Getting into flow

Hello gentle reader, today I am posting about writing. Slowly I am managing to get into the groove of what I call ‘free writing’, writing with a loose wrist and a pleasantly disengaged conscious mind, as inspired by the writings of Natalie Goldberg. I will borrow from the widely respected psychologist Mihaly Csikszentmihalyi to refer to the process when it is going well as flow, and I am coming to recognise when I am in flow mostly by recognising when I am not. It’s a slow process of determination, the equivalent of getting to know what’s in a dark room by slowly backing in,  waving your arms behind you. It might be all arse-end about, but it’s reasonably effective, even if a few things do get knocked over in the process.

So Tuesday night at about 11pm I hit flow, probably because I knew that the gig was up, and I really needed to get to sleep in preparation for an early start. This seems to be an important part of the process -  writing in strange or inconvenient places (lying face down in bed) and at incovenient or ‘peripheral’ moments; for example, when I really should be doing other things. Important things. It is like I have to sneak up on the moment in order to trick my conscious mind into a state of comfortable distraction. 

So it’s a delicate balance, but when the mind is suitably distracted, and I am suitably settled, I can get in some serious pen-stroke miles. Of course, I don’t get it right most of the time. I get pretty anxious about it if I try to get into flow too directly, or confront the writing moment too, well, frontally. This is partly why I haven’t settled on a writing desk yet: my glass writing desk is covered in crap, and nothing at home seems to stay clear long enough for me to use it.

I also find that it can be a challenge to make my mind go quiet, in order to devote serious production time to writing, when I find reading or watching television superficially more relaxing after a busy (regular) work day. Writing is hard work for neurotics and non-neurotics alike, and then there is the nasty little question posed by my good friend Anna Johnson, the author of a series of excellent books about architecture and design (for example this): do I actually have anything to say?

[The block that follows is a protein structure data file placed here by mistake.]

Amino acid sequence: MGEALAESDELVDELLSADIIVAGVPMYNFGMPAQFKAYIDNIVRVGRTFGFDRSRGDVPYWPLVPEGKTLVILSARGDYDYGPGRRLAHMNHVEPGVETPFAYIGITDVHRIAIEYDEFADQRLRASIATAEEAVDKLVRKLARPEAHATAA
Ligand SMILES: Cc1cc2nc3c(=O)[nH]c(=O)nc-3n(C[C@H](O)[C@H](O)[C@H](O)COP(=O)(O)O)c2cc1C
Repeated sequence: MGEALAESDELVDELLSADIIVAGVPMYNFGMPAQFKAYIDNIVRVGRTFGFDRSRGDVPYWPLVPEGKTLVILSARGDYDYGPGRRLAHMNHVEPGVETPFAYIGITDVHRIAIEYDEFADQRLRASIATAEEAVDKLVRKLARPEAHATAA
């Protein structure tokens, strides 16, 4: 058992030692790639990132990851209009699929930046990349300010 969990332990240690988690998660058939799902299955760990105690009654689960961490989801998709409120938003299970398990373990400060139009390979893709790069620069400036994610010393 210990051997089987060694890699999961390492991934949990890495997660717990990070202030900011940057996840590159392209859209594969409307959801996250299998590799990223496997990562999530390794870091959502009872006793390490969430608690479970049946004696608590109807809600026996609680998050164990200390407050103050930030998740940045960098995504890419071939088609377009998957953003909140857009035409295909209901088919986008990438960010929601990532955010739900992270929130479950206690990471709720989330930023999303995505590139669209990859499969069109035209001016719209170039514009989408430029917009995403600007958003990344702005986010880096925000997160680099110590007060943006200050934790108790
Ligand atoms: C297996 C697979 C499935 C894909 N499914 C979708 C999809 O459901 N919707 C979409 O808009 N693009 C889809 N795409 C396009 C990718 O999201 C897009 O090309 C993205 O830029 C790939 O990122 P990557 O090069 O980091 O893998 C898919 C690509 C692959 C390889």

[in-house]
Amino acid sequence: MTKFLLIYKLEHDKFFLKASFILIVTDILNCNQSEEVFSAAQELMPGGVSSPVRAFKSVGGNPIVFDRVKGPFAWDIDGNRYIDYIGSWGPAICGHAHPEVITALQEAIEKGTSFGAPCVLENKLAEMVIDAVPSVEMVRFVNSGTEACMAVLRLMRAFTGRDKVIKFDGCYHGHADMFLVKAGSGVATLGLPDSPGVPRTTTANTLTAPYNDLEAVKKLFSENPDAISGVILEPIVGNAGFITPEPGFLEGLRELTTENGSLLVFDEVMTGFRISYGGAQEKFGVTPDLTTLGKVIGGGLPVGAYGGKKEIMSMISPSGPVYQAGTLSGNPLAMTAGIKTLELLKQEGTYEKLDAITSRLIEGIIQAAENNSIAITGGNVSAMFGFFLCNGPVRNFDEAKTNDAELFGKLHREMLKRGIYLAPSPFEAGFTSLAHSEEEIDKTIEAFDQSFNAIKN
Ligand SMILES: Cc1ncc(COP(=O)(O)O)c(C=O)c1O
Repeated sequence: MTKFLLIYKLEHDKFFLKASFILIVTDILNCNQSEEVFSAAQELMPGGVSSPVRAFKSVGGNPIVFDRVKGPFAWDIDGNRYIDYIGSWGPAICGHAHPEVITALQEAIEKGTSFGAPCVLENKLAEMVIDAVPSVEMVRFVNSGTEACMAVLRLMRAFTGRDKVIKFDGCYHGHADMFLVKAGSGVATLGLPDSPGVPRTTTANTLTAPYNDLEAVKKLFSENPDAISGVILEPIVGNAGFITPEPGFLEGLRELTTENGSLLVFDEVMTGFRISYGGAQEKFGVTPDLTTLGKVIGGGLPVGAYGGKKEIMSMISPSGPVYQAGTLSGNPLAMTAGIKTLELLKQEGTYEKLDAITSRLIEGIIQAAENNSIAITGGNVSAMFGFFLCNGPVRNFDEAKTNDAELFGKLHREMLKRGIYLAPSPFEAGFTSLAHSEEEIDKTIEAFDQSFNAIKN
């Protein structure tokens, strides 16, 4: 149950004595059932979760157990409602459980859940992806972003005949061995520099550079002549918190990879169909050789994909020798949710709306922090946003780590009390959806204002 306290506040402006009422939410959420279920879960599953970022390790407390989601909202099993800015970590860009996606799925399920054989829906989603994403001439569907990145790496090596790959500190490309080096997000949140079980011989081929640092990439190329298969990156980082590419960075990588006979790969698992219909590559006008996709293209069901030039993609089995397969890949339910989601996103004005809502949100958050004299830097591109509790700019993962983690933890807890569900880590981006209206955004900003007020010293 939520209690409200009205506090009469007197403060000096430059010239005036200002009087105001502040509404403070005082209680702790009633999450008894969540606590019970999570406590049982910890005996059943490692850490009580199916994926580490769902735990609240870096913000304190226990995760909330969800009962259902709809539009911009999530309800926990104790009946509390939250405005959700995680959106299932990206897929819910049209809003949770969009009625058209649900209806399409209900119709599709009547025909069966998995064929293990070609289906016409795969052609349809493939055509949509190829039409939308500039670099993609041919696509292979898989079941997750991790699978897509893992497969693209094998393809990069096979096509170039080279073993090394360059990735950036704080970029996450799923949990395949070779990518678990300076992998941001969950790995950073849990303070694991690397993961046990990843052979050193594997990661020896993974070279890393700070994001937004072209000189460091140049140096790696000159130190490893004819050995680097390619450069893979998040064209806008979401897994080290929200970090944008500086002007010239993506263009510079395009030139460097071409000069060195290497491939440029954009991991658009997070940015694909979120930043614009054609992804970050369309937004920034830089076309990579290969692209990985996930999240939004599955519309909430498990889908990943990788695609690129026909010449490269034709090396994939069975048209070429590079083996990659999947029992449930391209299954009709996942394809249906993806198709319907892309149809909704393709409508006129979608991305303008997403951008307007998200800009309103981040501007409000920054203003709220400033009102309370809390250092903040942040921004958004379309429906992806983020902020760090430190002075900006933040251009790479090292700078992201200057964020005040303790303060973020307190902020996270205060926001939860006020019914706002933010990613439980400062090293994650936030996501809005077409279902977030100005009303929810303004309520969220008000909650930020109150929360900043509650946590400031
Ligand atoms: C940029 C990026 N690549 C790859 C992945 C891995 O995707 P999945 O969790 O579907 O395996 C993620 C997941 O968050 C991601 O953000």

I won’t try to answer that one here. Chances are you have already formed an opinion, and I wouldn’t want to plead my case. Don’t want to come off all needy, if you know what I mean.

On being in flow

I have successfully banished my writer's block, and I am feeling positively incendiary. I feel like I have been circling around a method of writing practice, slowly zeroing in on the sweet spot. This process is inspired at least in part by the delightfully neurotic and generous frankness of Anne Lamott's 'Bird by Bird'; and to a lesser extent by Natalie Goldberg in 'Writing Down the Bones', where she takes a slightly more Zen approach, with less swearing.
The emphasis in Goldberg is on 'first thoughts', and in writing in an unfettered manner, with your whole body attuned to the pen and the paper. I can relate to this mostly through suffering (often enough) from the opposite condition - writing in a constrained and straight-jacketed way, using my conscious mind far too much, which means working against the subconscious or unconscious. Thinking rather than doing.
While Goldberg speaks of the hand and the pen, I have expanded her observations to include the hand and the keyboard. I can touch type at about 80-90 words per minute, and to do so feels like an unconscious and fluid process, so I mix up hand writing (longhand) with typing and the occasional speaking into a recording device. At the moment I am buzzing, and I feel like doing all three at once.
You may have noticed that I have also been working on the peripheral parts of this website, streamlining the story I tell about myself to focus more intently on the writing. The writing's the thing: everything else is secondary. All in all, despite being buried here in mid-winter in Melbourne, it feels like a time of renewal and change: a Springtime of the soul. Let's see if I can sustain this fertile and provocative frame of mind.